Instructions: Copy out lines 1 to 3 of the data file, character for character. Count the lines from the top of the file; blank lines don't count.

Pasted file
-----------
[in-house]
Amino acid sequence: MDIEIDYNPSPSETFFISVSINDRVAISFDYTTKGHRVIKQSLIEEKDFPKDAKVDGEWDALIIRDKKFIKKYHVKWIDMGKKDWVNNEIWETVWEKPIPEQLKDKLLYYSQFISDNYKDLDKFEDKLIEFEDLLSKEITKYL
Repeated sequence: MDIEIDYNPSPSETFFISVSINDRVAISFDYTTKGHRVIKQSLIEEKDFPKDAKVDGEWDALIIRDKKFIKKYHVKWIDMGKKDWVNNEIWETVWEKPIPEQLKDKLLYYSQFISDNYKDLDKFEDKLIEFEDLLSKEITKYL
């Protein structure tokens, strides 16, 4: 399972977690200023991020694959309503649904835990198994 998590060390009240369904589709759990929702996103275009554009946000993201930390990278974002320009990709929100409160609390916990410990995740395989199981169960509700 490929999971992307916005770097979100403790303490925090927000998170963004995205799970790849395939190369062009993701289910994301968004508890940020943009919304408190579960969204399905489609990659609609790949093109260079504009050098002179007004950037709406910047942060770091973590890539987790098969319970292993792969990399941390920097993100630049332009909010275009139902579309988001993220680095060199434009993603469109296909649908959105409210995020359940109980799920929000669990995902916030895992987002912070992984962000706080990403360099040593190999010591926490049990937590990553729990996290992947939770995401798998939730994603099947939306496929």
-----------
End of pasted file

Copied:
[in-house]
Amino acid sequence: MDIEIDYNPSPSETFFISVSINDRVAISFDYTTKGHRVIKQSLIEEKDFPKDAKVDGEWDALIIRDKKFIKKYHVKWIDMGKKDWVNNEIWETVWEKPIPEQLKDKLLYYSQFISDNYKDLDKFEDKLIEFEDLLSKEITKYL
Repeated sequence: MDIEIDYNPSPSETFFISVSINDRVAISFDYTTKGHRVIKQSLIEEKDFPKDAKVDGEWDALIIRDKKFIKKYHVKWIDMGKKDWVNNEIWETVWEKPIPEQLKDKLLYYSQFISDNYKDLDKFEDKLIEFEDLLSKEITKYL